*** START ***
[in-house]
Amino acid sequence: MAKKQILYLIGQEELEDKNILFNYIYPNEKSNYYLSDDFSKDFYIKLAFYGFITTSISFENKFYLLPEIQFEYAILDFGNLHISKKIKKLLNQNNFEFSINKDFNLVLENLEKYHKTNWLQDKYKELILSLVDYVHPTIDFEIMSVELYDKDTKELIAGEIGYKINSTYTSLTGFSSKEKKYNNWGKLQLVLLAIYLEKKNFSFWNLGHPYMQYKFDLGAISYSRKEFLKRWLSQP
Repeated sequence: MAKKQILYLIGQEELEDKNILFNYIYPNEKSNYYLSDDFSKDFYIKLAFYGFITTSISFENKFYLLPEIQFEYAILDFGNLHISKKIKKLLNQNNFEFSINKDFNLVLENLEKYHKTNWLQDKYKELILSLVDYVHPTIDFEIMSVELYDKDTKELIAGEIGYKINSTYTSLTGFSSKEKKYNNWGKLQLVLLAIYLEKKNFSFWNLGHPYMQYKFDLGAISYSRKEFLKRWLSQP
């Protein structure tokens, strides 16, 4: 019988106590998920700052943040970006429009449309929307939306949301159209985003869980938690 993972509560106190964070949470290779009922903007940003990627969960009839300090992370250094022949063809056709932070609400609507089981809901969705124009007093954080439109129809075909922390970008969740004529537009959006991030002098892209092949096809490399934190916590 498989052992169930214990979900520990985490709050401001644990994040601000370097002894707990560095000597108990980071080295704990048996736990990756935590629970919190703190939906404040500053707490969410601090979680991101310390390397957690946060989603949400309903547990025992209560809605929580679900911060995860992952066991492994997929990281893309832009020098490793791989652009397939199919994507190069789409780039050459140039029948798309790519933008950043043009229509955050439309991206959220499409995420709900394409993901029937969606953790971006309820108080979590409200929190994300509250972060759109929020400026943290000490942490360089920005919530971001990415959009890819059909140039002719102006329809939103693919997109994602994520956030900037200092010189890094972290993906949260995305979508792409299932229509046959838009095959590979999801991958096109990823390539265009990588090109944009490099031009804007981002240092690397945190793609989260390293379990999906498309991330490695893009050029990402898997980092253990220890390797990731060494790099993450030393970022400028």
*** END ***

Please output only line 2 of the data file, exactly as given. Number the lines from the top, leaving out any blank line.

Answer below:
Amino acid sequence: MAKKQILYLIGQEELEDKNILFNYIYPNEKSNYYLSDDFSKDFYIKLAFYGFITTSISFENKFYLLPEIQFEYAILDFGNLHISKKIKKLLNQNNFEFSINKDFNLVLENLEKYHKTNWLQDKYKELILSLVDYVHPTIDFEIMSVELYDKDTKELIAGEIGYKINSTYTSLTGFSSKEKKYNNWGKLQLVLLAIYLEKKNFSFWNLGHPYMQYKFDLGAISYSRKEFLKRWLSQP